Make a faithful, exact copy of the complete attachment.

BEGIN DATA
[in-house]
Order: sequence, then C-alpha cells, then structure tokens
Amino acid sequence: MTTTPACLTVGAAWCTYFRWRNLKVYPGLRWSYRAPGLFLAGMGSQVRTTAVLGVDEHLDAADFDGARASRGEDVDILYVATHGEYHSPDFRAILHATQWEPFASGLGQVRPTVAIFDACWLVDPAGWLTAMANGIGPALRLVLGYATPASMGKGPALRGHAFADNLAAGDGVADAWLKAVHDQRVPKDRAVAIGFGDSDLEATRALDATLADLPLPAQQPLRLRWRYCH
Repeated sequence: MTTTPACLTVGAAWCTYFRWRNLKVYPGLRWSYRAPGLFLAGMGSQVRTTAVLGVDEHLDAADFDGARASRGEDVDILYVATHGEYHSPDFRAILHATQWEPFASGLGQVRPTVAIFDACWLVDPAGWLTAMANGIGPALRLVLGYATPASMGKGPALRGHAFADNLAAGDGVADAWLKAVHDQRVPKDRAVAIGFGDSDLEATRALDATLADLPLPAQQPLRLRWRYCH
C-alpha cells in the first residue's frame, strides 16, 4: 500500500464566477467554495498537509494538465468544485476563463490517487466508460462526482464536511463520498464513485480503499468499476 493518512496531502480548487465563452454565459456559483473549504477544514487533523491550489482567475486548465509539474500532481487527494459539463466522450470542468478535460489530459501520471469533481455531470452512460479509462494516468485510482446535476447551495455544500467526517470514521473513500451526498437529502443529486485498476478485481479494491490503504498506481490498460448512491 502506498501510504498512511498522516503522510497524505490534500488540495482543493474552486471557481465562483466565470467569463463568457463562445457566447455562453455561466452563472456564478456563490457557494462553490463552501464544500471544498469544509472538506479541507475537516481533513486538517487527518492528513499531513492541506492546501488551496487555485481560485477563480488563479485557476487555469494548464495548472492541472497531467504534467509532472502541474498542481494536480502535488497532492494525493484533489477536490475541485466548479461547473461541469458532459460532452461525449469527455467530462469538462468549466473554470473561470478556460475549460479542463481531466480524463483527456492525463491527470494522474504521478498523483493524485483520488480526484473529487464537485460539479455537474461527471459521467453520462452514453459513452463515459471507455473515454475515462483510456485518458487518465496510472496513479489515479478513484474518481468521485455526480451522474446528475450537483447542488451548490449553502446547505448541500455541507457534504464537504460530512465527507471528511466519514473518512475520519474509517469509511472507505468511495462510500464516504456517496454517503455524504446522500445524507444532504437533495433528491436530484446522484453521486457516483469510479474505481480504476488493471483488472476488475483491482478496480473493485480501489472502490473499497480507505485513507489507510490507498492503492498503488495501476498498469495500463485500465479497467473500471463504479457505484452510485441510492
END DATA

[in-house]
Order: sequence, then C-alpha cells, then structure tokens
Amino acid sequence: MTTTPACLTVGAAWCTYFRWRNLKVYPGLRWSYRAPGLFLAGMGSQVRTTAVLGVDEHLDAADFDGARASRGEDVDILYVATHGEYHSPDFRAILHATQWEPFASGLGQVRPTVAIFDACWLVDPAGWLTAMANGIGPALRLVLGYATPASMGKGPALRGHAFADNLAAGDGVADAWLKAVHDQRVPKDRAVAIGFGDSDLEATRALDATLADLPLPAQQPLRLRWRYCH
Repeated sequence: MTTTPACLTVGAAWCTYFRWRNLKVYPGLRWSYRAPGLFLAGMGSQVRTTAVLGVDEHLDAADFDGARASRGEDVDILYVATHGEYHSPDFRAILHATQWEPFASGLGQVRPTVAIFDACWLVDPAGWLTAMANGIGPALRLVLGYATPASMGKGPALRGHAFADNLAAGDGVADAWLKAVHDQRVPKDRAVAIGFGDSDLEATRALDATLADLPLPAQQPLRLRWRYCH
C-alpha cells in the first residue's frame, strides 16, 4: 500500500464566477467554495498537509494538465468544485476563463490517487466508460462526482464536511463520498464513485480503499468499476 493518512496531502480548487465563452454565459456559483473549504477544514487533523491550489482567475486548465509539474500532481487527494459539463466522450470542468478535460489530459501520471469533481455531470452512460479509462494516468485510482446535476447551495455544500467526517470514521473513500451526498437529502443529486485498476478485481479494491490503504498506481490498460448512491 502506498501510504498512511498522516503522510497524505490534500488540495482543493474552486471557481465562483466565470467569463463568457463562445457566447455562453455561466452563472456564478456563490457557494462553490463552501464544500471544498469544509472538506479541507475537516481533513486538517487527518492528513499531513492541506492546501488551496487555485481560485477563480488563479485557476487555469494548464495548472492541472497531467504534467509532472502541474498542481494536480502535488497532492494525493484533489477536490475541485466548479461547473461541469458532459460532452461525449469527455467530462469538462468549466473554470473561470478556460475549460479542463481531466480524463483527456492525463491527470494522474504521478498523483493524485483520488480526484473529487464537485460539479455537474461527471459521467453520462452514453459513452463515459471507455473515454475515462483510456485518458487518465496510472496513479489515479478513484474518481468521485455526480451522474446528475450537483447542488451548490449553502446547505448541500455541507457534504464537504460530512465527507471528511466519514473518512475520519474509517469509511472507505468511495462510500464516504456517496454517503455524504446522500445524507444532504437533495433528491436530484446522484453521486457516483469510479474505481480504476488493471483488472476488475483491482478496480473493485480501489472502490473499497480507505485513507489507510490507498492503492498503488495501476498498469495500463485500465479497467473500471463504479457505484452510485441510492